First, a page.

Good indoor air in schools raises pupil enjoyment and improves learning outcomes. If classrooms are too warm, the students’ performance decreases. Sufficient and balanced air-conditioning keeps the temperature at a pleasant level.
Pleasant, safe and stimulating environments that promote health and well-being are also environments that promote learning. The pleasantness and healthiness of an environment are affected by factors such as indoor air quality and temperature, acoustics, lighting and cleanliness.
Pupils’ performance is best when the temperature is right
In the “Indoor air quality and learning in schools” study, carried out in Finland, it was observed that sixth-grade students that have never felt that the classroom temperature is too high solved an average of 4% more mathematics tasks than students that felt every day that the classroom temperature was high. The study involved results from over 300 schools from the 2007 nationwide mathematics assessment.
The lower the temperature, the better the results
In the US, a study was carried out on the effects of temperature and circulation on the learning results of fifth-grade pupils in 70 schools during the 2008–2009 academic year. The lower the classroom temperature was, the better the results obtained by the pupils in a mathematics test. The results for tests of reading and natural sciences were similar, but the connection was not so clear. The classroom temperature varied between 20 and 25°C.
In Denmark, the effects of room temperature on pupils were studied during the 2004–2005 academic year. Results for tests of mathematical and linguistic skills showed clear improvements when the classroom temperature was lowered using cooling devices from 25 to 20°C. Boosting the air-conditioning also improved results.
Excessive temperature increases risk of illness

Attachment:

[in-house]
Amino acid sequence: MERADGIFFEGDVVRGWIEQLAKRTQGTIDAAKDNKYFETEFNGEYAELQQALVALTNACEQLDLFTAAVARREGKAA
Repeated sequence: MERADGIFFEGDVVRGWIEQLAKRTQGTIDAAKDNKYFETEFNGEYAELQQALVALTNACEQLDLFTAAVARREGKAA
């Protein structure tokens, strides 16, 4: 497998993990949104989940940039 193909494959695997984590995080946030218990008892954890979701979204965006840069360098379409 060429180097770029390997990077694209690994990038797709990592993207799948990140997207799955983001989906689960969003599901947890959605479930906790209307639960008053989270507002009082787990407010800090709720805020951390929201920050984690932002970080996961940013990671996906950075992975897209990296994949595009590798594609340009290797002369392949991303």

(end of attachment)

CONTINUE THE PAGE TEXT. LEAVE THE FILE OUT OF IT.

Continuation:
The research data indicates that symptoms relating to indoor air increase once the room temperature rises over 22°C. High indoor temperature and other indoor air problems can cause symptoms such as tiredness, dizziness, nausea, coughing and dryness of the eyes, airways and skin. High temperatures also increase the risk of getting upper respiratory tract infections.
Excessively warm indoor air is most harmful to pupils that have allergies, asthma or some other hypersensitivity. Immunologic defence problems make people susceptible to the effects of indoor air. Users of contact lenses suffered more than others from dry and warm indoor air.
Perception of temperature is individual
The body’s equilibrium temperature determines whether the room temperature is felt to be right or not. At the equilibrium temperature, the energy produced by the body’s metabolism is equal to the energy being transferred from the body to the surrounding environment. On average, people are comfortable with an indoor temperature of between 20 and 22°C, but some of us feel uncomfortable even at these temperatures. Perception of temperature is individual. The pleasantness of the room temperature also depends on factors such as clothing, air humidity, and air circulation speed.